At the San Francisco International Film Festival, semi-retired (His HBO Liberace film is still in the queue) Steven Soderbergh gave a 35 minute talk to participants on his feelings on cinema, art, the business and all those things in between. The organizers politely asked nobody to record or repost this (although several were live tweeting the event) but as Soderbergh laments right in his talk, nobody can keep a secret any more. Perhaps the ‘don’t record this’ request by the powers that be was simply reverse psychology. Nevertheless, that the cat is now out of the bag, so have a listen.
“Whenever people start to get weepy about celluloid,” Soderbergh thinks of a quote he attributes to Orson Welles: “I don’t want to wait on the tool. I want the tool to wait on me.”
“The problem is that cinema, as I define it and as something that inspired me, is under assault by the studios and, from what I can tell, with the full support of the audience.”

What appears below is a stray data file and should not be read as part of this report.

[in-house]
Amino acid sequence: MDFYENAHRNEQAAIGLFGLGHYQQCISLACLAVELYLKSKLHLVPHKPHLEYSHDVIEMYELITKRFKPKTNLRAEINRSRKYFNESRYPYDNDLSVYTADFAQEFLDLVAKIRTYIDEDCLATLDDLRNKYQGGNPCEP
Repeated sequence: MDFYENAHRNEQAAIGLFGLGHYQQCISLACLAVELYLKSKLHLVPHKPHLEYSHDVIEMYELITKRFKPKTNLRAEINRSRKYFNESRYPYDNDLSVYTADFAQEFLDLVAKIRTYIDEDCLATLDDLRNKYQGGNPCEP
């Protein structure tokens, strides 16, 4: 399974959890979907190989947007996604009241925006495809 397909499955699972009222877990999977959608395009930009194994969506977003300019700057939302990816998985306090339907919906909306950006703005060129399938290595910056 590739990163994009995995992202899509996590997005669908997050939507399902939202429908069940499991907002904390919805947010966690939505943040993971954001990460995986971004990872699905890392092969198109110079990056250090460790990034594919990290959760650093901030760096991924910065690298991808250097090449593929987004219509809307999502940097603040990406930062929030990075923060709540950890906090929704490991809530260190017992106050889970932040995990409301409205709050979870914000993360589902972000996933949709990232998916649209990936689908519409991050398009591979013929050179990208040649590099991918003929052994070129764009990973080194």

Quoting D. Rushkoff, “There’s no time between doing something and seeing the result and instead the results begin accumulating and influencing us before we’ve even completed an action. And there’s so much information coming at once – and from so many different sources- that there’s simply no way to trace the thought over time.”
“Psychologically, it’s more comforting to spend $60 million promoting a movie that costs 100, than it does to spend $60 million for a movie that costs 10.”
“If you’ve ever wondered why every poster and trailer and every TV spot looks exactly the same – it’s because of testing. It is because anything interesting scores poorly and gets kicked out.”